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Scam – Account Notification

by on November 11, 2011 | Posted in Scams and Spams, Security

A particularly interesting email came through today.  I know I haven’t really posted on much else but I have been very busy with everything. This email was well written and added  a little twist.  The message came from PNC, from support@pnc.com.  The message had a top header claiming it had been scanned for viruses by mailscanner, with an actual link to mailscanner, and was clean.  Being a PNC customer, I opened the email. The email reads (links are inactive for security reasons):

_____________________________


This message has been scanned for viruses and
dangerous content by MailScanner, and is
believed to be clean.

Dear PNC Bank customer,

A new security method was developed by our IT engineers, which purpose is to protect online accounts from unauthorized usage and third party access. For this new feature to be added to our online banking system our members are required to update their profile information by clicking on the following link:

Click here to go to the online form

You are required to update your account one-time only and will take 3-5 minutes of your time. After completing the online forms correctly you can continue using your account as usual. Please note that failure in updating your profile will result in suspending your account.

Thank you,
Alice Alperstein,
IT Executive,
PNC Bank.

___________________________

 

Now the mailscanner link was legit.  What was there to give this scam away?  The link to go to the form.  It should have went to an https address, and it didn’t.  Also, it should have went to something.pnc.com or pnc.com/somestuff. It didn’t it went to a different site that was something like mouehrnejd.fr/sewef/?login=secure.  If you are ever unsure of any email sent about updating bank information call your bank directly before filling out any forms or go to your banks site separate from the link you are given. 

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Another great scam email came today.  I’m sure this will start a trend, so I will post it here for any others who are suspicious but Google before they question.   It’s so interesting to see scams develop, I enjoyed this, it was a valiant effort leading to another fail.  The email was from a friend of mine, for this example we’ll say his name was John Smith. The email came from Johns account,  johnsmith@comcast.net, the email address was his. The subject line read, “Emangency—John Smith!!!”.   My friend is a very intelligent man, and can certainly spell emergency.  That’s what triggered my initial suspicion before even reading the email.  The email read as follows:

I am writing you in a tensed mood and urgently require your kind aid asap,I came down here to Spain, for a  short vacation unfortunately i was mugged at the park of the hotel where i stayed,all  cash,credit card and cell were stolen off me but luckily for me i still have my passports with me.I’ve been to the embassy and the Police here but they’re not helping issues at all and my flight  leaves today but am having problems settling the hotel bills and the hotel  manager won’t let me leave until i settle the bills,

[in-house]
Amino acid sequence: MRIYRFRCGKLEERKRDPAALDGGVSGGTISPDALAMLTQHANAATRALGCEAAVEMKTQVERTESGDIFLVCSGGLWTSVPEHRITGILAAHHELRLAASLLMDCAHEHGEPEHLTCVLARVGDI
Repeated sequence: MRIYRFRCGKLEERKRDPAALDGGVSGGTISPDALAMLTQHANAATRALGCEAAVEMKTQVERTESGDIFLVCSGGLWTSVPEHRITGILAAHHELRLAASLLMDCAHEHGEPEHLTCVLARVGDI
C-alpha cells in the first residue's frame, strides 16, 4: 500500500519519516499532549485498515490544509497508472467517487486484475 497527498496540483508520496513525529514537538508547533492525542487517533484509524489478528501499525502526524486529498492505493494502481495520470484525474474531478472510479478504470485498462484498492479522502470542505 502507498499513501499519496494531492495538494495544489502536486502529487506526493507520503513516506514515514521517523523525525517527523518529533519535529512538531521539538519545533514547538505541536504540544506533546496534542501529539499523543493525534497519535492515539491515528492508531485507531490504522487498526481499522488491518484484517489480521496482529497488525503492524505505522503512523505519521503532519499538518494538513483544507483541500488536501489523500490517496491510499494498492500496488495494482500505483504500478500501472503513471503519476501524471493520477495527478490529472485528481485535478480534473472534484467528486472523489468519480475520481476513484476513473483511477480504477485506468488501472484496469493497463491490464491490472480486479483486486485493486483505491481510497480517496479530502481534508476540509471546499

pls let me know immediately, pls hurry


SIGNATURE LINE REMOVED FOR SECURITY

 

So one, I knew my friend was in fact not in Spain.  Two, he would not put his name in the subject line.  Three, no one says tense mood.  Though the email came from a legit source, it shows that scams can even come in the form of an email from a friend. And what if I had responded?  Well, the reply-to address was johnsmith@ymail.com.  What is the reply to address? The reply to address is simply the address that the mail will be sent to if I hit reply from my email.   So my response would go straight to the hacker who would then no doubt ask for a wire transfer of money.

Simple resolve, I texted my friend, who had already seen it from a family member. A simple password change to remedy the situation.

 

The moral of the story?  Email accounts are not secure and can be hacked through things like facebook and apps that collect you data and allow you to log in to accounts through their interface.  Always use “medium strength” passwords.   Medium strength passwords are generally 8 characters and include at least one capitol letter, one small letter, and a number.

 

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Due to the amount  hits and questions we get about some of the spam, virus, and phishing emails people receive I  am going to try to post  more of the emails we have sent to us online. I know there are a million site that do this so we aren’t going to just post it I am also going to help you recognize to help you spot these emails so you are not fooled by them.

This is an email I personally received.  The subject was simply Hello??, the email showed it was from facebook, and the email read like this:

Hello Man,
I don’t know how to say it, but I’ve tryed before a long time to send you some photos, but I’ve thought that you aren’t interested to see me. But now I’m going to send you the Photos in the Attachment. Download the pictures and extract they, I’m sure that you will like they. The password is: 123456